It is an amazing feeling to be able to confidently say looking back at this year, that this has been one of the best years of my life. Not because something amazing happened, although many amazing things did happen. But for reasons much deeper, and albeit much more simple than I ever knew to look for before. It was one of the best years because I took the time to understand what I truly wanted,
I took the time for the first time in my life, to truly listen to myself.
Then I took action, based on what felt true and right for me, no matter how scary it was. And boy were there some TERRIFYING moments this year. And after each and every scary moment, although sometimes days later, I felt so proud of myself and fulfilled in a way I’ve never known. In years past, I had been a big proponent of running away and numbing myself out. I would completely shut down and close myself off from situations, people, and feelings that I was scared to deal with.
But at the end of 2016, after hitting rock bottom, I made a promise to myself to be intentional in 2017 about facing and feeling everything, even when its scary. Because I learned how much worse the alternative is, and I didn’t ever want to carelessly travel down that road again when I know I can make another choice. Throughout 2017 there were many confronting, exciting, and scary moments. I still ran from some, most I eventually faced, but there are some moments that stick out that I feel very proud of.
I am reminding myself that I don’t need to prove anything to anyone, even myself, I don’t need to “do” anything to deserve my own love and approval. However, knowing what my internal landscape and mindset used to be, I can’t help but be a little awed by myself sometimes when I see the shifts both large and small taking place.
A few days ago, on Christmas Eve 2017, I manifested a spiritual assignment for myself to put everything I had been consciously working on into play. Of course I wasn’t aware of this going into it, but by the end of the day I felt 100% confident this situation had been carefully crafted by my soul, for my soul, and the souls around me in the Sacramento Airport.
Moments before take off on the runway, during my first ever solo flight, the second engine failed to start. We sat on the runway for an hour as they attempted to manually start the engine, with no such luck. Now going into this moment, the days leading up to the flight had been quite challenging as I had a story in my head telling me I was scared of flying and scared of heights.
I didn’t used to be scared of flying when I was younger, but having not flown in 3 years and never alone, I felt certain I was going to have a panic attack on the flight. Before the second engine failed to start, I had been listening to a guided meditation on my phone and thought I was relatively calm – even though that felt like walking a thin line. After they realized the engine wasn’t going to start, they de-boarded us and delayed our flight three and a half hours. Ouch.
This led to a small internal freak out as the stories started to run through my head of “Why did I do this”, “Why didn’t I just drive like I always do”, “I knew something bad would happen”. Thankfully after a talk with my mom and grabbing a smoothie in the food court, I took a seat, some deep breaths, and started to read. I could kill a few hours I thought, “This isn’t the end of the world, Christmas will still be there if you get in at 5 instead of 12”. Later I moved to sit at the completely empty, new gate for our delayed flight 5257.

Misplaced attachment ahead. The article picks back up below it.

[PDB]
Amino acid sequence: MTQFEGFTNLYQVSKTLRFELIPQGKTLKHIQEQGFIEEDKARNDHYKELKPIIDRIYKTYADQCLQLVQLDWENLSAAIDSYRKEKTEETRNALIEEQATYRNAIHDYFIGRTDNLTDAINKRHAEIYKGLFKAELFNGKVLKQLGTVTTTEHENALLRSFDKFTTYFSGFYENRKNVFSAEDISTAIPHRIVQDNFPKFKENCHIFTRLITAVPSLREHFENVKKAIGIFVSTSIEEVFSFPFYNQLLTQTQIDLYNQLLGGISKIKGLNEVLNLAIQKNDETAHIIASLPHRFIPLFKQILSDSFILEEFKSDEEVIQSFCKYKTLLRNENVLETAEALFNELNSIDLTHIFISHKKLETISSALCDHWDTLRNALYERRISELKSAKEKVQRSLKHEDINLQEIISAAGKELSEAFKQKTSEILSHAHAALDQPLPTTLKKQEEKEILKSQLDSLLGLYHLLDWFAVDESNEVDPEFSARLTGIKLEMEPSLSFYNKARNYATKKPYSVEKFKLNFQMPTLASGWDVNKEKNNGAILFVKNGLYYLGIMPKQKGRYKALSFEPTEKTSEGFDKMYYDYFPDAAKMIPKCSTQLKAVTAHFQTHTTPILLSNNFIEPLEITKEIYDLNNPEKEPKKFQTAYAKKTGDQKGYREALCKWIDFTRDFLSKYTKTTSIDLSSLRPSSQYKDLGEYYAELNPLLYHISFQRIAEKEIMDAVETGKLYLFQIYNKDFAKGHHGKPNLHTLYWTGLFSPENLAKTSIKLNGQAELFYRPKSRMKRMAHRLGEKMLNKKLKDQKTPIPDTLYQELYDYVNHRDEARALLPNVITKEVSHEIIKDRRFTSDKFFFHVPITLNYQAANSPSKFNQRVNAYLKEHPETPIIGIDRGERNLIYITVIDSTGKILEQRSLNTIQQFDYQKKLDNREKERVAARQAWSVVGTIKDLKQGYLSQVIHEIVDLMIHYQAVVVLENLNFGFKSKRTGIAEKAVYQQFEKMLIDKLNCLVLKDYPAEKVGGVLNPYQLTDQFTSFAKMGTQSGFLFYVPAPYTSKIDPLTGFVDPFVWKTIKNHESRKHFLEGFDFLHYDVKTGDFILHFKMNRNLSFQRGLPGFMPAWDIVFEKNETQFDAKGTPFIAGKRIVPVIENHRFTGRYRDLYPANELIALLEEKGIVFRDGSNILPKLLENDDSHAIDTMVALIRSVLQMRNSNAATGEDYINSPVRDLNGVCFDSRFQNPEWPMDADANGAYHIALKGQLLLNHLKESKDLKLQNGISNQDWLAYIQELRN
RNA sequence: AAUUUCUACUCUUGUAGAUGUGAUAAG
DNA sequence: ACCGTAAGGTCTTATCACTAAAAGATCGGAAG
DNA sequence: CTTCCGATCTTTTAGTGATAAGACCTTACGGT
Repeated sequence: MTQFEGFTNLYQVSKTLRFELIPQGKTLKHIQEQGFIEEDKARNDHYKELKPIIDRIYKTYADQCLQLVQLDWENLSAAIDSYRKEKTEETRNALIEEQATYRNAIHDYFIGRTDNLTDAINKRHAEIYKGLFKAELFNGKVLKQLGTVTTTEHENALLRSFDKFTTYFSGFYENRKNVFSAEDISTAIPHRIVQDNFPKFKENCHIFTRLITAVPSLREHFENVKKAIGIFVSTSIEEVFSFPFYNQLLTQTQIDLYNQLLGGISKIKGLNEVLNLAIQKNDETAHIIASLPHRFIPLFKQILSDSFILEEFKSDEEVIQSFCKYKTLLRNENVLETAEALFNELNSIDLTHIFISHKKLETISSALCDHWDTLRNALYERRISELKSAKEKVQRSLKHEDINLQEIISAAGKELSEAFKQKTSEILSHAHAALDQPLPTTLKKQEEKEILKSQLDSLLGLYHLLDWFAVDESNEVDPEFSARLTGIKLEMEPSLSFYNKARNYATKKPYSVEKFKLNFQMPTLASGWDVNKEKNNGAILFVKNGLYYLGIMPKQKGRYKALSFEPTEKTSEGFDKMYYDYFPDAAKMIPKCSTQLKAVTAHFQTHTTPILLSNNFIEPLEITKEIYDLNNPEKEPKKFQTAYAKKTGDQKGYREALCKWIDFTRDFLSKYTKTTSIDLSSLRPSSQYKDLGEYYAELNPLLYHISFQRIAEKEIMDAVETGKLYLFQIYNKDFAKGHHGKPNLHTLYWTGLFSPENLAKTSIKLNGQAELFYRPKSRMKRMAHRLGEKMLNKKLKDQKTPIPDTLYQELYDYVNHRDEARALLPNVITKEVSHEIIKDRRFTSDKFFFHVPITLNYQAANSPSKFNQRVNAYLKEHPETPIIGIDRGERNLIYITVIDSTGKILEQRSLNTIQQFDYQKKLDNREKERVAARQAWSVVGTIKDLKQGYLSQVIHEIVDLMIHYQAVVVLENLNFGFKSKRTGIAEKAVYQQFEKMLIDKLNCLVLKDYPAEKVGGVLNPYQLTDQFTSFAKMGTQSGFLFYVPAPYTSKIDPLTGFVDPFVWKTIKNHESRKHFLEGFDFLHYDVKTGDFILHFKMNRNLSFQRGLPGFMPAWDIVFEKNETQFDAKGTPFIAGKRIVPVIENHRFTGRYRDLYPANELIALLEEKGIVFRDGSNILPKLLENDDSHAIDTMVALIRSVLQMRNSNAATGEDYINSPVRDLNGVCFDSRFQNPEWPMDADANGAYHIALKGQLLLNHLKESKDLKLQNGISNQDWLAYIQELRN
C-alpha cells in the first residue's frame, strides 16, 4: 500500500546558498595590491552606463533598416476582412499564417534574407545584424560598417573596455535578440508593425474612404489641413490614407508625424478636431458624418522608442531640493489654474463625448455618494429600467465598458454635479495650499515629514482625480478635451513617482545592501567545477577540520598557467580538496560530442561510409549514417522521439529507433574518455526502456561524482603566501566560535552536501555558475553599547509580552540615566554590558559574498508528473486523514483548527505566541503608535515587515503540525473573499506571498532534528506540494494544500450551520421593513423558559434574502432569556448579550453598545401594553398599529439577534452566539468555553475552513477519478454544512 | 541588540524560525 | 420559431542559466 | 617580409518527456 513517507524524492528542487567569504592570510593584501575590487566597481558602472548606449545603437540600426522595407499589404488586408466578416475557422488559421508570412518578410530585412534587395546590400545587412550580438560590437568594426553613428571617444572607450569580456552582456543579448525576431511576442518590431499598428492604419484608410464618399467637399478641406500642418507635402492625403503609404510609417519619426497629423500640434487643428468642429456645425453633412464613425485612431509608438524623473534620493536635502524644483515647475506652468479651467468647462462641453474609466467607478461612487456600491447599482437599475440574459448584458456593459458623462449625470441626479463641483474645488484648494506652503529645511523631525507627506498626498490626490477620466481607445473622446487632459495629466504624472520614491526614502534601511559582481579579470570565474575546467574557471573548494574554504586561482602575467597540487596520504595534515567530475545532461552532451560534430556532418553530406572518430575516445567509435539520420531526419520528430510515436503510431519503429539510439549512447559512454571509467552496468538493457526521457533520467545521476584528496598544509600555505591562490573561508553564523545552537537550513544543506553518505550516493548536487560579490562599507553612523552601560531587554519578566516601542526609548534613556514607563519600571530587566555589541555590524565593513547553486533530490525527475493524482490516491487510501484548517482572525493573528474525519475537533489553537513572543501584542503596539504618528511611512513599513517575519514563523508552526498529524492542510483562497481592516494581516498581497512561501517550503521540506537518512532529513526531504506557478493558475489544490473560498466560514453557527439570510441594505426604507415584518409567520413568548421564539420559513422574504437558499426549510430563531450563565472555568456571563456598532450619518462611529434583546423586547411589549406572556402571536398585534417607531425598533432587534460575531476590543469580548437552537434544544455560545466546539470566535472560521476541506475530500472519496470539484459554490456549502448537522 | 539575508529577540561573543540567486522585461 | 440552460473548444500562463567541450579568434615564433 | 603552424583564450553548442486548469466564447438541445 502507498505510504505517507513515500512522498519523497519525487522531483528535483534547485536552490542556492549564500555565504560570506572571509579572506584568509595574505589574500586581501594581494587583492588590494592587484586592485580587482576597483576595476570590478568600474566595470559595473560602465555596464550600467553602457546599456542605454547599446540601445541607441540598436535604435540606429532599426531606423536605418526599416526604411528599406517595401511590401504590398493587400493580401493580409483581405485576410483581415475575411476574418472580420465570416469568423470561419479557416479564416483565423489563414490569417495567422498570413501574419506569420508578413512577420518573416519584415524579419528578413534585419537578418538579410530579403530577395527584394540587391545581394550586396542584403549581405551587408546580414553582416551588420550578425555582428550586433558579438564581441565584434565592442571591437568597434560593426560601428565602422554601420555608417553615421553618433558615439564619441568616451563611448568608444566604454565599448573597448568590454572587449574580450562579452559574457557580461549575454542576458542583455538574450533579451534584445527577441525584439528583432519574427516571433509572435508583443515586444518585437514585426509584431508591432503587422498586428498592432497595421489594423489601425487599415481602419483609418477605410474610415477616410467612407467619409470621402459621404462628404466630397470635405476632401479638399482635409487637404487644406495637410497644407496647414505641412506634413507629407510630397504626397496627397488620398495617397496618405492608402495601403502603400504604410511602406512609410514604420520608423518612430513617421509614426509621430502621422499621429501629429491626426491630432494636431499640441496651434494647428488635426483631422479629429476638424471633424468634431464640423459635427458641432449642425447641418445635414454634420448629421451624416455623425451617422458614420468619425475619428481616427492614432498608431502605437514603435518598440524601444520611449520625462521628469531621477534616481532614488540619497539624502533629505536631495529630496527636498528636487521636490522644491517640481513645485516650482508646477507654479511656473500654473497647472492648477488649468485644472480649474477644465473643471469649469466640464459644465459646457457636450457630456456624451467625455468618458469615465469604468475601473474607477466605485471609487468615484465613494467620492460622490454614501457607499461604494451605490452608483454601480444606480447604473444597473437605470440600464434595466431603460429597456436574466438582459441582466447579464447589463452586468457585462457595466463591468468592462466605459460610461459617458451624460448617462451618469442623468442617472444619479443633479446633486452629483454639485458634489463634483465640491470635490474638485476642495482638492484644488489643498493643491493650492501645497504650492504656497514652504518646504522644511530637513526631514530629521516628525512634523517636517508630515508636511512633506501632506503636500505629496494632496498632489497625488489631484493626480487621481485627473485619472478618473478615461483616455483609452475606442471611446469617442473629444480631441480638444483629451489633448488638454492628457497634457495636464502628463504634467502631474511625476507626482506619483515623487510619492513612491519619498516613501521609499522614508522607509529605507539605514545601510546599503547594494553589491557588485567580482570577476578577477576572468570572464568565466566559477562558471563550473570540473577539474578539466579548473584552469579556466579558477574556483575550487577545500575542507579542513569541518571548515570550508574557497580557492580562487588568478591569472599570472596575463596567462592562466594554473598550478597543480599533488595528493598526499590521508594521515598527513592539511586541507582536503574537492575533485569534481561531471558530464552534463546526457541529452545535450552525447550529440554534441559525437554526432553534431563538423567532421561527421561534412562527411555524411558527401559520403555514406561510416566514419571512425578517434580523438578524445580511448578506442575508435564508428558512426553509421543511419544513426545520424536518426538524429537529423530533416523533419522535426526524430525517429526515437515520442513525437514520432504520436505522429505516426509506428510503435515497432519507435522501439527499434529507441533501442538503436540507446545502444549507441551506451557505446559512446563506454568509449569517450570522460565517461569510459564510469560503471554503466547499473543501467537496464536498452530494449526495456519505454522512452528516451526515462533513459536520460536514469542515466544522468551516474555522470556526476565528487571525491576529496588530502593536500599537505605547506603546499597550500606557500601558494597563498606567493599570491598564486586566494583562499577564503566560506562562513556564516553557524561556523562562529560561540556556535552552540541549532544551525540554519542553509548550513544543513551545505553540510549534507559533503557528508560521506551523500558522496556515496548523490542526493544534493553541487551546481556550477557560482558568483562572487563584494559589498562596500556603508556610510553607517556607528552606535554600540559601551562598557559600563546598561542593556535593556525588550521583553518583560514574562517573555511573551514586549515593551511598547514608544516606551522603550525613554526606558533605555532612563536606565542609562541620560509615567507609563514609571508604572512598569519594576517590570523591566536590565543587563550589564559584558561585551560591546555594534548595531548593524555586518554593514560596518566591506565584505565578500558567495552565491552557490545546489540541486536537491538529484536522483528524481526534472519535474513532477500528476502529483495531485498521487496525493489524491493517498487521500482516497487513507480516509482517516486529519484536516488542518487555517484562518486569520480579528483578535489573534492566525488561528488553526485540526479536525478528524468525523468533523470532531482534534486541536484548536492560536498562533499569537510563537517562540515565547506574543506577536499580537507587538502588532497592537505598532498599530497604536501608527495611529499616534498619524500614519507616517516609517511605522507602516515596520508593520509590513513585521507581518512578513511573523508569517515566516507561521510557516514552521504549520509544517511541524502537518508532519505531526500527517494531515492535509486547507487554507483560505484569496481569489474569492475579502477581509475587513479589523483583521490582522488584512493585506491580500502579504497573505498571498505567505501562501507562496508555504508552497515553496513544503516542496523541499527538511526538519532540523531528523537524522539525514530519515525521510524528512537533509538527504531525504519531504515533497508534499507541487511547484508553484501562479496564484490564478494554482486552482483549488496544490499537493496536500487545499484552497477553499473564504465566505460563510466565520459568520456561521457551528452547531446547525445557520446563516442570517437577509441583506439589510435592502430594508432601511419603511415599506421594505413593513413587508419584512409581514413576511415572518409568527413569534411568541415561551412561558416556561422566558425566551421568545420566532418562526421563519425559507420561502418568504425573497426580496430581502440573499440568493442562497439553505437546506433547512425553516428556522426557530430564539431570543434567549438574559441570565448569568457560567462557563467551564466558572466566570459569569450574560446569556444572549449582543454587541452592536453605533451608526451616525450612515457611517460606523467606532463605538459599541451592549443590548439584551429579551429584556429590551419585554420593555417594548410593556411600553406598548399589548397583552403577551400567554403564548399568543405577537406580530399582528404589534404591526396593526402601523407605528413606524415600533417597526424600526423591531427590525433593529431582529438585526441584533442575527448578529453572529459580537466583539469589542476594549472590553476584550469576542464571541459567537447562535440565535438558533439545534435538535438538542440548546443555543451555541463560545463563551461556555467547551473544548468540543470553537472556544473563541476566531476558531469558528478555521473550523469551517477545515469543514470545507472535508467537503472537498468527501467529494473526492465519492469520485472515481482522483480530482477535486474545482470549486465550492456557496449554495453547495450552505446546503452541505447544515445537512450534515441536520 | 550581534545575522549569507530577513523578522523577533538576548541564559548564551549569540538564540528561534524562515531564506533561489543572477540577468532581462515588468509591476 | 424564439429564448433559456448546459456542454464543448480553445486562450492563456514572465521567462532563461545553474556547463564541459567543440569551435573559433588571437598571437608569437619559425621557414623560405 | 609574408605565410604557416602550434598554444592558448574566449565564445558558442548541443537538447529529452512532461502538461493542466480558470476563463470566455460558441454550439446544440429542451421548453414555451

Around 3:00 the ticket agents, pilots and crew showed up with a cart full of pizza boxes and drinks. The pilots personally handed out slices of pizza to the 30 of us who were waiting at the gate for our late flight. The crew were so kind, sweet, and funny. The gesture took the pressure off of many of us who were stressed and disappointed.
Looking around as we sat waiting for our replacement plane to fly in from San Jose, I felt like I was a part of this little family of strangers. My heart felt happy and I knew exactly why the plane had been delayed. These felt like special, real life “Spirit of Christmas” moments that I was lucky enough to be a part of. However, this was not the end of the day, far from it.
News arrived at 4:00 that the plane from San Jose had never taken off, the mileage meter was off and couldn’t leave the gate. So we were back to square one. Everyone received simultaneous notifications on their phones of our flights new departure time being 5:30. I have a feeling that people get pissed when their flight is delayed 6 hours on an average day, but given it was Christmas Eve made it all the worse.
I think we lost another 10 to 12 people after that delay, as they found other flights. And I would be lying if I said I was not thinking of jumping ship as well. The delays were getting ridiculous and I didn’t know what the best move was. The pilots and crew were devastated, they all had families they were trying to get home to in time for Christmas as well and hadn’t anticipated this delay either. The ticket agents were getting overwhelmed as they tried to find alternate flights for the people who were upset or missing connecting flights.
And as much as I wanted to get home as quickly as possible, I knew I had no real rush. My family would be there to pick me up whenever I arrived. I didn’t want to take a seat on another flight from someone who needed it. As I took the time to hear my intuition, I kept hearing to stay with this flight. So I did.
We got word that another plane was coming in from Seattle at 5:45 and that this one would be ours to LA. Everyone was very excited as the pilots reassured us “We are leaving at 6, no matter what.” So I tried to relax and began speaking more with a flight attendant who had been sitting next to me. The two of us had been talking on and off since 3, but as the hours went on we began to move from small talk into conversation. He reminded me of my grandpa, very sweet with heaps of dry humor, which made me so much more comfortable being myself in such an unfamiliar situation.